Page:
A generous Huntsville, Ala., couple has donated their magnificent Lincoln County home and property for the benefit of foster children throughout the Tennessee Valley for years to come.

The event was marked with a ribbon cutting, open house and self-guided tours Sunday afternoon.  

In December, philanthropists R.A. (Rey) and Cynthia Almodóvar signed over their spectacular property here, dubbed Serro Tranquillo (Tranquil Mountain), to the Kids to Love Foundation, a 501(c)(3) organization. Valued at more than a million dollars, the 10,000-square-foot home is nestled on more than 42 acres just north of Fayetteville.

The couple are long-time supporters of Kids to Love, as well as other humanitarian organizations, such as the U.S. Army Guard, Reserve and Veterans’ associations, the Red Cross and more. 

Rey co-founded the Huntsville-based aerospace engineering and analysis firm, Intuitive Research & Technology Corp., with Harold R. Brewer in 1999. He serves as chief executive officer of Intuitive, which has multiple field offices in several states. For the past 10 consecutive years, Intuitive has been recognized among the National Top Ten Great Places to Work. Cynthia is involved in many charitable organizations, including Kids to Love’s Davidson House.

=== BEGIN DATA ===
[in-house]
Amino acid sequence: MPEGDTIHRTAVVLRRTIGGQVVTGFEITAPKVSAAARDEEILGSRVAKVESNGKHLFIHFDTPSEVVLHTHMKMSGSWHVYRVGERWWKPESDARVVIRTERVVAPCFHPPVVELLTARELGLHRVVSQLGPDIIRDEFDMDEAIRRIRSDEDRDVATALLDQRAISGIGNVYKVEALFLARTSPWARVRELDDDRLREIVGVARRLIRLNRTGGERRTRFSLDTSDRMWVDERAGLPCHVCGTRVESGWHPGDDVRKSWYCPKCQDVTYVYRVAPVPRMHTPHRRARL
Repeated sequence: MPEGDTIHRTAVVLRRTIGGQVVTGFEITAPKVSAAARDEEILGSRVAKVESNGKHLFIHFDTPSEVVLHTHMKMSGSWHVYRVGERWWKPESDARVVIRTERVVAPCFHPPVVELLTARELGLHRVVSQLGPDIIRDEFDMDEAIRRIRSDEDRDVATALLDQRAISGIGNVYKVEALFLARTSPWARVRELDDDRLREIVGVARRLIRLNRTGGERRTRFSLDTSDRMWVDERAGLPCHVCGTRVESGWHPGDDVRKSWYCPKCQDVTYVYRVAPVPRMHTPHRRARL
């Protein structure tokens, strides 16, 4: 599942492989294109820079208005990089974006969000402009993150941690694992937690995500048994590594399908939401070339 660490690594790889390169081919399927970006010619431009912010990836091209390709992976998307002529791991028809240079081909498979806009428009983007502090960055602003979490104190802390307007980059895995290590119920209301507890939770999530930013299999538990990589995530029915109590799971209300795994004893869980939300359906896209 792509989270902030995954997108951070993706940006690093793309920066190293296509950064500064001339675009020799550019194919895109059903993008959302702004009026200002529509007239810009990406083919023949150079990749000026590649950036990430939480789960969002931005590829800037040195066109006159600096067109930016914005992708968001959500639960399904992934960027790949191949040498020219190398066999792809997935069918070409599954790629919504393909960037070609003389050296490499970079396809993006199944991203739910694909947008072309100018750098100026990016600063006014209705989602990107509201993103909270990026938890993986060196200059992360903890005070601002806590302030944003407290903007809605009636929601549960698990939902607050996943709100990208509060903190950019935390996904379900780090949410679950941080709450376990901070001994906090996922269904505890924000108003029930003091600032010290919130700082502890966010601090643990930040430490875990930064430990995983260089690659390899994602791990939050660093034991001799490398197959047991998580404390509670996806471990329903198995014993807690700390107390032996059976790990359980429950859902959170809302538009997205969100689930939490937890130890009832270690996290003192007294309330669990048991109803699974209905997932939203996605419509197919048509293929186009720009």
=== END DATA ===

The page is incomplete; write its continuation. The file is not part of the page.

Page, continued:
Jointly cutting the ribbon with the Almodóvars was Lee Marshall, founder and CEO of Kids to Love, along with three of the Kids to Love board members and Lincoln County Mayor Bill Newman.  Since the birth of their granddaughter, Rey stated that their priorities in life have changed, and they are spending more time in Huntsville.

Cynthia suggested donating the property to Kids to Love, he said, adding that it is an honor to make the donation to Kids to Love so that it will be put to good use. Following the ribbon cutting, the couple unveiled a portrait of themselves that will be displayed in the home so that their family will be remembered.

Kids to Love, based in Madison, Ala., was birthed in 2004 and since then has reached out to rescue and meet the needs of more than 265,000 foster children in Alabama and southern middle Tennessee through multiple outreach programs and services.

 While finding forever homes for foster kids is the primary commitment of Kids to Love, they take a holistic approach to meeting the needs of each child. At their lowest level of giving, they provide school supplies for children, but at the Kids to Love Center, they empower older youths by showing them how to have financial security and groom them for careers and personal success. Additionally, in order to equip potential adoptive/foster families, training programs are held at the center. 

According to Marshall, the property here will initially be used to host Camp Hope, a program that reunites foster children with their siblings who have been placed in separate foster care. Camp Hope Alabama is a program already in existence and is an outreach of the Kids to Love Foundation. At Camp Hope, siblings meet during a fun weekend retreat in a home-like atmosphere as many as four times a year.  Serro Tranquillo will allow the children to meet for longer periods of time to help them maintain and build sibling bonds.